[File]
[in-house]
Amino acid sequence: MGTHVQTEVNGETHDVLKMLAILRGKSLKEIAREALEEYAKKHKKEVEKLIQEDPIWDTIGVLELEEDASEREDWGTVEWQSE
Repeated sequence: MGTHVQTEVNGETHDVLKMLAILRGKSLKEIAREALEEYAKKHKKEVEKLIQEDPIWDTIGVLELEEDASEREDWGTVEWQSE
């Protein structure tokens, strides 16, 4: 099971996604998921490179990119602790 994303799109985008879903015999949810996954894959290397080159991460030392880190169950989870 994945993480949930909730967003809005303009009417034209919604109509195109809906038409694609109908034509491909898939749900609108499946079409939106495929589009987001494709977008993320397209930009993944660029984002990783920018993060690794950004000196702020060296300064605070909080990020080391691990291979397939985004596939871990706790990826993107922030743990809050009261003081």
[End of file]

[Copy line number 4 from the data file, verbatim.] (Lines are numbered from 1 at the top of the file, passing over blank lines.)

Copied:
């Protein structure tokens, strides 16, 4: 099971996604998921490179990119602790 994303799109985008879903015999949810996954894959290397080159991460030392880190169950989870 994945993480949930909730967003809005303009009417034209919604109509195109809906038409694609109908034509491909898939749900609108499946079409939106495929589009987001494709977008993320397209930009993944660029984002990783920018993060690794950004000196702020060296300064605070909080990020080391691990291979397939985004596939871990706790990826993107922030743990809050009261003081």